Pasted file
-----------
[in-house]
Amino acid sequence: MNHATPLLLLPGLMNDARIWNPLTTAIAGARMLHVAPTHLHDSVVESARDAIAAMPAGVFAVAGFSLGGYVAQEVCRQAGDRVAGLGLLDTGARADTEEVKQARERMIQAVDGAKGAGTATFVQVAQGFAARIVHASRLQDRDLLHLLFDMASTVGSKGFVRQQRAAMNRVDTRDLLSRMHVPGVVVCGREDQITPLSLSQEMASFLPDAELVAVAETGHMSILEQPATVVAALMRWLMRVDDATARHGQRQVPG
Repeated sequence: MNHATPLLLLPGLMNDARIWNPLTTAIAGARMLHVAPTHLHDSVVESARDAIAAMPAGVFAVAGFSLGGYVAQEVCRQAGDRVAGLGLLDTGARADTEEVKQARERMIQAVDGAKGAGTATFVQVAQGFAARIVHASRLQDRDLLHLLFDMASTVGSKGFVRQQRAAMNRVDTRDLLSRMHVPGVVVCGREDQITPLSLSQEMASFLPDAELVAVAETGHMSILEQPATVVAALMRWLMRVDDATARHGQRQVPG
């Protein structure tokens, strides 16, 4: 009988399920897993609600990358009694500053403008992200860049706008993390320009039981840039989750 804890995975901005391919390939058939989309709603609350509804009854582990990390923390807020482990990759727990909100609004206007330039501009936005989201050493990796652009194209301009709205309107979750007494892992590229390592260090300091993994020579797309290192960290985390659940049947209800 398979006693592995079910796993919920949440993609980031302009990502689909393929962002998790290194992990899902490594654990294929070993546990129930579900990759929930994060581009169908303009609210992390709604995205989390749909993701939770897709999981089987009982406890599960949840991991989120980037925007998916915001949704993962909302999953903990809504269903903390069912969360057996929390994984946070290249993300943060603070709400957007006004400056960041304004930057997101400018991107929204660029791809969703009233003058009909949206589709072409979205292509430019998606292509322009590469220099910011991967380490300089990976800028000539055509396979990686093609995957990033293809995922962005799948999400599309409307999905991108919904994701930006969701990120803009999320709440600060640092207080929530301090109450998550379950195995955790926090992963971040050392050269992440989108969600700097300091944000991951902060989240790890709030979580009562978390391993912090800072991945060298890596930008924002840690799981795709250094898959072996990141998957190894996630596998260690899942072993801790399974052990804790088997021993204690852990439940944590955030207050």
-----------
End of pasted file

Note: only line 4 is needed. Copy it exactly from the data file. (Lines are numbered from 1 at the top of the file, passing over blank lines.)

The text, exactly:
């Protein structure tokens, strides 16, 4: 009988399920897993609600990358009694500053403008992200860049706008993390320009039981840039989750 804890995975901005391919390939058939989309709603609350509804009854582990990390923390807020482990990759727990909100609004206007330039501009936005989201050493990796652009194209301009709205309107979750007494892992590229390592260090300091993994020579797309290192960290985390659940049947209800 398979006693592995079910796993919920949440993609980031302009990502689909393929962002998790290194992990899902490594654990294929070993546990129930579900990759929930994060581009169908303009609210992390709604995205989390749909993701939770897709999981089987009982406890599960949840991991989120980037925007998916915001949704993962909302999953903990809504269903903390069912969360057996929390994984946070290249993300943060603070709400957007006004400056960041304004930057997101400018991107929204660029791809969703009233003058009909949206589709072409979205292509430019998606292509322009590469220099910011991967380490300089990976800028000539055509396979990686093609995957990033293809995922962005799948999400599309409307999905991108919904994701930006969701990120803009999320709440600060640092207080929530301090109450998550379950195995955790926090992963971040050392050269992440989108969600700097300091944000991951902060989240790890709030979580009562978390391993912090800072991945060298890596930008924002840690799981795709250094898959072996990141998957190894996630596998260690899942072993801790399974052990804790088997021993204690852990439940944590955030207050």